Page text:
It is a terrible shame that the Senator is retiring. I doubt we'll find anyone of his character to replace him.
Psychology is Poison:

By coincidence, Arts & Letters Daily linked both to the Mother Jones bit below, and to this review of a new book that supports my contention: Psychology is poison.
Mother Jones Hates NASCAR:

'Why do those NASCAR dads back George Bush?' asks socialist rag Mother Jones. 'Don't they know that his economic policies have been worse for them than anyone else?'

Mother answers the question like this:

1) NASCAR dads aren't well informed.
2) Also, the Bush administration is 'hiding economic news that would interest them'... as if somehow blue-collar workers turn to newspapers to find out if they're doing all right or not.
3) NASCAR dads have a psychological need for a father figure who will punish them and tell them what's right and wrong.

Let's set this straight right now. Even if it were all true about the economics--and, frankly, I'll start taking socialist advice about economics right after I start taking medical advice from cigarette manufacturers--that really isn't the point. Economics don't matter in wartime. If things are tough, you make do. You get by on less. You take a second job, or work extra hours.

NASCAR dads back Bush because they are patriots. They don't care what the federal government does for them: They want to know WHAT IT WILL DO FOR THEIR COUNTRY.

Not well informed? Any man knows well enough what his own situation is. A man knows whether his folk have enough, or not enough. He knows if his business is doing well or badly. He knows if his kids have new shoes. Nobody can hide any of the things he needs to know to see where he stands.

Needs a father figure? Psychology is poison, as I've always said. Psychology does nothing but give people an excuse--an excuse for why they aren't responsible for their actions, or their problems, or their inability to grasp that other people don't like them.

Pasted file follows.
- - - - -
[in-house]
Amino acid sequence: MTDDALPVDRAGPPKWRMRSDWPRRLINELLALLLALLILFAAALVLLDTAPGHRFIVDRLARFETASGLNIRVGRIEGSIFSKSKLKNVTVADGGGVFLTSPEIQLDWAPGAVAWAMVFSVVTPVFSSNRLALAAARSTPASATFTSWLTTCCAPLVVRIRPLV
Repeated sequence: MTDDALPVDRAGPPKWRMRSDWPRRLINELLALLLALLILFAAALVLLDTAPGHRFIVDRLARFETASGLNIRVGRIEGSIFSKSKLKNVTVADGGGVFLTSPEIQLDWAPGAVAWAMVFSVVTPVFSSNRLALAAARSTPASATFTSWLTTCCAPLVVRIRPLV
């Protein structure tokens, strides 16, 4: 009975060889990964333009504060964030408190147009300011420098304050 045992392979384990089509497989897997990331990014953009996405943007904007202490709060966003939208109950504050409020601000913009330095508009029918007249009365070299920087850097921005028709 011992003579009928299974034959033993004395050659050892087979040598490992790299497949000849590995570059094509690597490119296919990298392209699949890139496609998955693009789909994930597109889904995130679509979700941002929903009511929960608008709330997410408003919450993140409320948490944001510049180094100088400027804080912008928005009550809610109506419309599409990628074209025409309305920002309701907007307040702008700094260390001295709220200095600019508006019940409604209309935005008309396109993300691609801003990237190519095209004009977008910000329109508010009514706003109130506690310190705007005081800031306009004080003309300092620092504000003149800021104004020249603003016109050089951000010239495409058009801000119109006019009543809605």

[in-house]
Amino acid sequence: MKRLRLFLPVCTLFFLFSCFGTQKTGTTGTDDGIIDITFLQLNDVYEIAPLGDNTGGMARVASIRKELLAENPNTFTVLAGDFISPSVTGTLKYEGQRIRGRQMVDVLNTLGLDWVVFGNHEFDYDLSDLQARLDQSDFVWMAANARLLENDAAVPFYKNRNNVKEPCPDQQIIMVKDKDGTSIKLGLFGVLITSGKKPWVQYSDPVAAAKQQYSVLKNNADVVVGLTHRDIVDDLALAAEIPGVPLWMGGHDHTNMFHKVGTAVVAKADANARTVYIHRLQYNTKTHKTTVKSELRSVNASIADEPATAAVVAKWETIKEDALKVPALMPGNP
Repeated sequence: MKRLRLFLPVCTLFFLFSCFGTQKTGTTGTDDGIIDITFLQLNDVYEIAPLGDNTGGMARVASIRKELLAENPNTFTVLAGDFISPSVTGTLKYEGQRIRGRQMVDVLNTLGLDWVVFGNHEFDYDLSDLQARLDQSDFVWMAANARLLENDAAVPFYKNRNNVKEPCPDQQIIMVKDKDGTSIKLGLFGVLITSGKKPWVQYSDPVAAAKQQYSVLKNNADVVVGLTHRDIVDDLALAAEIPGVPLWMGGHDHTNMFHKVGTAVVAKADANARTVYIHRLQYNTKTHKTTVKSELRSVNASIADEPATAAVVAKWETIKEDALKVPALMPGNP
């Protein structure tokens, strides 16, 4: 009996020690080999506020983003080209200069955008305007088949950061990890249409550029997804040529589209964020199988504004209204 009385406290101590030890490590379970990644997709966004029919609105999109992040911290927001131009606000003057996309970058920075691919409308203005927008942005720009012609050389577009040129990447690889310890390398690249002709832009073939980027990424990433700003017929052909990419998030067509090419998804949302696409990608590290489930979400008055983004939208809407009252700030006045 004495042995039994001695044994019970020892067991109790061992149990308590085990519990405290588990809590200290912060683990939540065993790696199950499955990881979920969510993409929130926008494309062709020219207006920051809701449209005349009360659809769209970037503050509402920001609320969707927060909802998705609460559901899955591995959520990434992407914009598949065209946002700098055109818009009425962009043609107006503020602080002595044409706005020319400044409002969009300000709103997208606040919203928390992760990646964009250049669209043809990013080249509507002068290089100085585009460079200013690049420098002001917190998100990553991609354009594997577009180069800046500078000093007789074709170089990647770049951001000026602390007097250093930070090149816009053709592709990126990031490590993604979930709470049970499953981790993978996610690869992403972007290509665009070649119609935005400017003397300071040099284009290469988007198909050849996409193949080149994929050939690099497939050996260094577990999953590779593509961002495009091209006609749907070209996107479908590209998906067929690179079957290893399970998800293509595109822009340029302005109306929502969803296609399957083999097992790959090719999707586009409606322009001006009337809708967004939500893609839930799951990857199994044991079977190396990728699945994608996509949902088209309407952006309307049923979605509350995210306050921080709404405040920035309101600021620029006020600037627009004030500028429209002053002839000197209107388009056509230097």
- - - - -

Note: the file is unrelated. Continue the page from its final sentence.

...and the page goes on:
Well, socialists: We don't like you. We don't like you because even in wartime you can't bring yourselves to root for America. We love America. We love the America that exists right now, even though she is not perfect. Do you think we are swayed by spin from the White House about the dangers of terrorists? Our minds were made up on 9/11. It's only you who still thinks the issue is up in the air. We don't like you because you think we're ignorant for feeling that way.

Every time you say, "How can we explain ourselves better?" you miss the point. We don't like you exactly because we heard you loud and clear. I know just where you stand and why you chose that spot, and it is because you stand there that I don't care for you.

Mother Jones, take your attitude and shove it. I'll vote for a pro-war, strong-on-defense Democrat in preference to Bush. It would help if you would run one--Lieberman looks to be the best, maybe the only, card in that deck. I won't vote for a socialist, though, or anyone who doesn't look to have the stones to fight this war to the finish, wherever it leads, and win it. We can disagree on methods, but we ought not to disagree about whether there is a war, or whether victory is what we should be seeking. I don't need or want anyone to tell me what I ought to do or how I ought to feel--and least of all do I need Mother Jones.
Too Much Secrecy:

It is hard to argue with these recommendations:
George W. Bush's White House has pushed like few before it to put government information out of the public's grasp. Moves to classify documents are up 400 percent from a decade ago, to more than 23 million such actions in 2002, according to the Information Security Oversight Office, a division of the National Archives.

But despite their cloak-and-dagger reputation, several of the country's leading spies, past and present, aren't happy about the rush to make things secret. To counter far-reaching, stealthy terrorist cabals, the country needs more openness, not less, they said Wednesday at Geo-Intel 2003, a first-of-its-kind conference here on the use of satellites in war, intelligence and homeland security.

"Our secrecy system is all about protecting secrecy officers, and has nothing to do with protecting secrets. It's a self-licking ice-cream cone," said Rich Haver, until recently Donald Rumsfeld's special assistant for intelligence, now with Northrop Grumman. "We're compartmentalizing the shit out of things. It's causing a total meltdown of our intelligence processes."

Case in point: The Center for Strategic and International Studies, a Washington think tank, prepared a report last year for firefighters and other so-called "first responders" on how to react to a chemical weapons attack. But when the paper was completed, the Defense Department classified it, CSIS analyst Jim Lewis noted. Now, the firefighters will never get the benefit of that information.